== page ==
Child born one day, facing NZ Dairy judges the next

Child born one day, facing NZ Dairy judges the next
South Canterbury contract milkers Paula and Dan McAtamney, 2018 winners of the Canterbury/North Otago Share Farmer of the Year award.

No matter which way you look at it, giving birth to your first child one day and doing a presentation to the judges of the Dairy Industry Awards the next day is a pretty amazing effort – resilient farmers for sure.
Such was the case with South Canterbury contract milkers, Daniel and Paula McAtamney, this year’s winners of the Canterbury/North Otago Share Farmer of the Year Award, by a country mile, collecting no fewer than five merit awards along the way.
“Paula had our baby the day before judging so we were pretty tired when we were doing the presentation. We came pretty much from the hospital to the cow shed to do the presentation for final judging.”
Attending the Awards dinner two weeks later, the couple thought they might pick up a placing but had no inkling how well they would do.
“We felt shocked,” says Dan “We got quite a few of the merit awards so we started thinking – ‘oh well we might actually do pretty well here’. We were pretty stoked really.”
Dan and Paula have been farming for almost four seasons, nearly all of that time working together as a team on various farms.
Paula says that one of the things the judges commented on was how well she and Dan worked as a team. She says that from a learning perspective, analyzing their business, finding their weak points and strengthening them was a key benefit of the competition process.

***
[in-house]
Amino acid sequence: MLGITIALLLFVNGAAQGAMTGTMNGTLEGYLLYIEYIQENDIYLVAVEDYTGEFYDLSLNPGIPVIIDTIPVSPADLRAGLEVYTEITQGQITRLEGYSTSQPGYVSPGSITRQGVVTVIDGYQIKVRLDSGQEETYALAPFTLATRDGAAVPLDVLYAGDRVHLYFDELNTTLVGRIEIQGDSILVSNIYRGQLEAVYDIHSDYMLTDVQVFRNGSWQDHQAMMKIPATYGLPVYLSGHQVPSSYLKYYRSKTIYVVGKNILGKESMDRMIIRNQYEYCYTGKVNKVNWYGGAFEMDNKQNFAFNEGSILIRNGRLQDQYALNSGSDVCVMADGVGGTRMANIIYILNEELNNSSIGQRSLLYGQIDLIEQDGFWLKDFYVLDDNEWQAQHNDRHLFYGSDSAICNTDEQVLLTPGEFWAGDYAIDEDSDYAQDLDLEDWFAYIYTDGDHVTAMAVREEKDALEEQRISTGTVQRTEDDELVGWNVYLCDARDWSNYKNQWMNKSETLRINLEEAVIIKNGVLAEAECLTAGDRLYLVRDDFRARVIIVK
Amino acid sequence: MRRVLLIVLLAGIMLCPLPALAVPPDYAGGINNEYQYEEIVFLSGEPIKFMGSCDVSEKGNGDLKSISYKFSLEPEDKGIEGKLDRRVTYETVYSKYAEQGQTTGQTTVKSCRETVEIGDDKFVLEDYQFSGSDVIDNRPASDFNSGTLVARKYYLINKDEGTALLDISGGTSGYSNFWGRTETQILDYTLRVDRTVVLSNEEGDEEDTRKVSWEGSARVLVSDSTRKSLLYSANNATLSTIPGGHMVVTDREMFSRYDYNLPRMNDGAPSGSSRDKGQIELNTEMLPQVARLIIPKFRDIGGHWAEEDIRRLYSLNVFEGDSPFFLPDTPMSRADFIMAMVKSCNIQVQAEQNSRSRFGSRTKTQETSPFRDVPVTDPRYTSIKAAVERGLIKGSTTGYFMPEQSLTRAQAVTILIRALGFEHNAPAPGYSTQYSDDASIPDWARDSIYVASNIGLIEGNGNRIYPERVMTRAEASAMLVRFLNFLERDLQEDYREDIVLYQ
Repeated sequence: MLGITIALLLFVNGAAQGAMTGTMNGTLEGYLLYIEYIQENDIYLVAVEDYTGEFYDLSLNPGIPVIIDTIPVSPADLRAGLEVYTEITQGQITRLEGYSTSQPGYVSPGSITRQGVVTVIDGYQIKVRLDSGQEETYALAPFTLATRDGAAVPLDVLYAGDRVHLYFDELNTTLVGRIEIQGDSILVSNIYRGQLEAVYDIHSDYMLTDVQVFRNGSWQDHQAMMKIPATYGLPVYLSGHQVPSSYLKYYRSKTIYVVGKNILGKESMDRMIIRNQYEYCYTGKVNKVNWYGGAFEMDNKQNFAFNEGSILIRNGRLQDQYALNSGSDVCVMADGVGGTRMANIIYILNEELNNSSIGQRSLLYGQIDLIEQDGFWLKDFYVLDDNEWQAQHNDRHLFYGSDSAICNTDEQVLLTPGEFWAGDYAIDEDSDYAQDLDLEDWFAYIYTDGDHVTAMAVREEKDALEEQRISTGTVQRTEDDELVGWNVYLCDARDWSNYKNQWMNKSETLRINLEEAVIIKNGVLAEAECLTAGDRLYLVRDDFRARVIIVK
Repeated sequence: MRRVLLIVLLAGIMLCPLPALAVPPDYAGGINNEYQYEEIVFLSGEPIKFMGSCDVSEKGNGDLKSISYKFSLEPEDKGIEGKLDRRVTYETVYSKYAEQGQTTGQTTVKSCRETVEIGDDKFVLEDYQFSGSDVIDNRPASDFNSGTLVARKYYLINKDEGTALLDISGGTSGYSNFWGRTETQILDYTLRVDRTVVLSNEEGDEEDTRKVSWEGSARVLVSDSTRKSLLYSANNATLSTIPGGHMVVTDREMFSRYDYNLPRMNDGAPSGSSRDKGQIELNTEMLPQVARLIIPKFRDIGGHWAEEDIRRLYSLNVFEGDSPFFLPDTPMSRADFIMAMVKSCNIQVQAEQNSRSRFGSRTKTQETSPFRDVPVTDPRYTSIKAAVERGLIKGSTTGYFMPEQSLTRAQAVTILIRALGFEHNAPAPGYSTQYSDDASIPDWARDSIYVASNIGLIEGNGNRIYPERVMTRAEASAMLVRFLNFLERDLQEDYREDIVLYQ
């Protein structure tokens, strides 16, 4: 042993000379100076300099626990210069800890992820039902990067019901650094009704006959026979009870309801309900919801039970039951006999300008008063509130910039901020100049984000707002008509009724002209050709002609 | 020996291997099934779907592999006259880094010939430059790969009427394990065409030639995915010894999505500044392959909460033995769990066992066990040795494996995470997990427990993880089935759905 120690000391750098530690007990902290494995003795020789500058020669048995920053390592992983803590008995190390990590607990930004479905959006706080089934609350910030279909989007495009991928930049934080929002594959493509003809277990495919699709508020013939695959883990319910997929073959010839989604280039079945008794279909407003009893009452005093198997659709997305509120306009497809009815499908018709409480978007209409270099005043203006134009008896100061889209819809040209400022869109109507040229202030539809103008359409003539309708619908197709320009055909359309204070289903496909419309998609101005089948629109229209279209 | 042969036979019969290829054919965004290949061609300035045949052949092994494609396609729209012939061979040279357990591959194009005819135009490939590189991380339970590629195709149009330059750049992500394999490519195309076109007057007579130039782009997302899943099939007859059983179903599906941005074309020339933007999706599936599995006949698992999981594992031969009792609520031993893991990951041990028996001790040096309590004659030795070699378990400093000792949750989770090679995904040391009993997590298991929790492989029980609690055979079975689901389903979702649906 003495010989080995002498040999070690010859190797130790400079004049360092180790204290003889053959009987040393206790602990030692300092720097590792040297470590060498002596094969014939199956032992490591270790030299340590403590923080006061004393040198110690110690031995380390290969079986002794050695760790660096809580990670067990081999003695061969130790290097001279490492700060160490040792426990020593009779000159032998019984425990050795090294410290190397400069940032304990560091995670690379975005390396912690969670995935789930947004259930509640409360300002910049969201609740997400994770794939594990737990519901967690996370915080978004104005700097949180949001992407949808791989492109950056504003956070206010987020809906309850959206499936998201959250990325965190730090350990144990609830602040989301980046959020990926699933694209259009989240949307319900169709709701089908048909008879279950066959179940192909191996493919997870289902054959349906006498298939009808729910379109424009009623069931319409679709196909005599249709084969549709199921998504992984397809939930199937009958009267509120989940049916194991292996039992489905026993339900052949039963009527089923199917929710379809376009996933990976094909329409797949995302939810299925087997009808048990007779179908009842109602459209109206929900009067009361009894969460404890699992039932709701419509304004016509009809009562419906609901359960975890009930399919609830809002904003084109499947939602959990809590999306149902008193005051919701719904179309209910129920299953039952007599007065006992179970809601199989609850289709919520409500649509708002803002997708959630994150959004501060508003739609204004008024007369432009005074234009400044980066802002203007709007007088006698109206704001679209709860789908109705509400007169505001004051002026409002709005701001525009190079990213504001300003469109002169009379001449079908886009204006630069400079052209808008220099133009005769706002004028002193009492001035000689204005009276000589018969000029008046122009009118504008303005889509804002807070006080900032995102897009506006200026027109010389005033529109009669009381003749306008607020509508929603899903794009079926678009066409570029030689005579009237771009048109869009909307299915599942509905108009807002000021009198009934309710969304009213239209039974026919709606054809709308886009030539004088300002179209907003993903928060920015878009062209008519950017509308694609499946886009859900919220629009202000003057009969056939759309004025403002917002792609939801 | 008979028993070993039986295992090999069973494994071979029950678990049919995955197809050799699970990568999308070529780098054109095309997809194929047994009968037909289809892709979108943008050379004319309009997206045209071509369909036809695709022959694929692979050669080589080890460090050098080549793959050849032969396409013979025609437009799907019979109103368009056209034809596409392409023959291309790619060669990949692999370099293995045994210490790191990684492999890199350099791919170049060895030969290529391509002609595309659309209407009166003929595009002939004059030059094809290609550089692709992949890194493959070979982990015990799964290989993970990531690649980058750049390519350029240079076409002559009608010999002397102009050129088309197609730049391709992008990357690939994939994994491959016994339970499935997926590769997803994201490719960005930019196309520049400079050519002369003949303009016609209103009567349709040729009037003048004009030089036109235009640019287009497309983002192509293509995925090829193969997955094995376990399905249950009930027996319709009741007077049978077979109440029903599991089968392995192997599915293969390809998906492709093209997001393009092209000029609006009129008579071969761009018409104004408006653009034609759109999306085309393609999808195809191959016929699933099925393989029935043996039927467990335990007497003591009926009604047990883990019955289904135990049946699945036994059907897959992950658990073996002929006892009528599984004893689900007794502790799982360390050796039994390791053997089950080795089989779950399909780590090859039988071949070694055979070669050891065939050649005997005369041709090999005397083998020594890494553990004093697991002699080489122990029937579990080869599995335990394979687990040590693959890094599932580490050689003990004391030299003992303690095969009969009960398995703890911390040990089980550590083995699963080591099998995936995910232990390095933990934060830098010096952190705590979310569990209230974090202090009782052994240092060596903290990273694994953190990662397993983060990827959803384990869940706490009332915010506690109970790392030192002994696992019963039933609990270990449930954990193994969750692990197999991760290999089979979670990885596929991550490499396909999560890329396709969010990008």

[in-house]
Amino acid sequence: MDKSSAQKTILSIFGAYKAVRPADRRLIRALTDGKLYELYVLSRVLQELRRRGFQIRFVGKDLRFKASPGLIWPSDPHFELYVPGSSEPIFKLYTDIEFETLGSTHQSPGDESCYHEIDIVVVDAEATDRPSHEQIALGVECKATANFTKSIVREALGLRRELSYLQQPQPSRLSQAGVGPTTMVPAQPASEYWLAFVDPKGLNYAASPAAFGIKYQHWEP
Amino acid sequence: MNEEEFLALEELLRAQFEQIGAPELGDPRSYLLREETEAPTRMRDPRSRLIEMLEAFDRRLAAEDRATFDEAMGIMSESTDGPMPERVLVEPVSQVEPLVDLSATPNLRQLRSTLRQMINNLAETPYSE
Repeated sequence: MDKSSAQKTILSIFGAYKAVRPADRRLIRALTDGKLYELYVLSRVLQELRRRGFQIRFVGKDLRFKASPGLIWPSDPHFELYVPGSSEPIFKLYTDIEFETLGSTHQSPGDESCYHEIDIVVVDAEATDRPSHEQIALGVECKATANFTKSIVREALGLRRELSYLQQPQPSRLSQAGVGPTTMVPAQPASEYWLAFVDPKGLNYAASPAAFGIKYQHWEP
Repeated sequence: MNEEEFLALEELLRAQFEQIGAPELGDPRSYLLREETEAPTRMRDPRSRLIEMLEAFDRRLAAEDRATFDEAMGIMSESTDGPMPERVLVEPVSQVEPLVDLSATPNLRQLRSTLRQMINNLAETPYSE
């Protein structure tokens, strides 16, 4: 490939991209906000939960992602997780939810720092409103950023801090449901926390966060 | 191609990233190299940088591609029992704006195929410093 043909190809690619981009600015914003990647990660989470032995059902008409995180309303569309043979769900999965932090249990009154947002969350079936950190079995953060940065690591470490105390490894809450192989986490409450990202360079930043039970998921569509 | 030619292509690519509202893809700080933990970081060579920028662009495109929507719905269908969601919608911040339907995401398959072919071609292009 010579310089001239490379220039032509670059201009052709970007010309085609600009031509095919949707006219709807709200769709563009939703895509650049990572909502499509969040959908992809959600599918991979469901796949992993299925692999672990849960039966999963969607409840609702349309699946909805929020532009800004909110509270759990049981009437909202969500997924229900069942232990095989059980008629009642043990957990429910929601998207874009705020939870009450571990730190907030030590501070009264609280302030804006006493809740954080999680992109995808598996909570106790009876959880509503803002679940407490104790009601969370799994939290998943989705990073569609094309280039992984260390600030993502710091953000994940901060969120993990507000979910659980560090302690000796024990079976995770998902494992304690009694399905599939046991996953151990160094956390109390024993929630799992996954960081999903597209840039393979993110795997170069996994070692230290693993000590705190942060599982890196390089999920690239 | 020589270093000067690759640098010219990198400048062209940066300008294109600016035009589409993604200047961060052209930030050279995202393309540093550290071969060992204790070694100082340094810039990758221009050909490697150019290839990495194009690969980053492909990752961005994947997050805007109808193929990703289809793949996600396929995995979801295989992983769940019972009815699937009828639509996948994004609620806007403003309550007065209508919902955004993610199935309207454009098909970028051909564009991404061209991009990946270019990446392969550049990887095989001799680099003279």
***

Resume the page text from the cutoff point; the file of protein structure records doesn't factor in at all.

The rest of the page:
Dan agrees, adding that meeting people, networking with like-minded people and making friendships was another positive outcome from the competition.
While Paula grew up on her parents’ dairy farm, Dan’s background is beef, sheep and deer.
“I felt dairy was quite a good pathway to get into farming in your own right,” says Dan. “I always thought I might like to try dairy farming and when an opportunity came up to do so I took it.
” Dan and Paula’s complementary skill sets, along with their natural sense of teamwork, have weighed heavily in their farming success throughout the four years they have been farming together.
“Paula’s dairy background has definitely been helpful to us as a team. I knew the farming side of things – fencing, pastures, cropping and machinery and I had a pretty good stock sense.
But I didn’t know so much about the dairy side of things – feeding of cows to get production and my way round the dairy shed.
The couple is in their first season farming 300ha of irrigated dairy platform in Rangitata, half way between Ashburton and Timaru.
With the help of five team members, they milk 1150 kiwi-cross cows through a 50-bale rotary shed. Dan says that they are on target to achieve 446kg of solids per cow this season. He says people are the key to dairy farming – you are only as good as your team.
“It’s the most rewarding part. You get a lot of satisfaction when you train someone and they go on to manage or they step up the next season.”
With the birth of young Addilyn, Paula is currently a little less hands on farm-wise, though she is adamant that she will be rearing calves this coming season.
“I’ll still be on the farm but I wont have a set role on the roster – it will just be more flexible I would say.”
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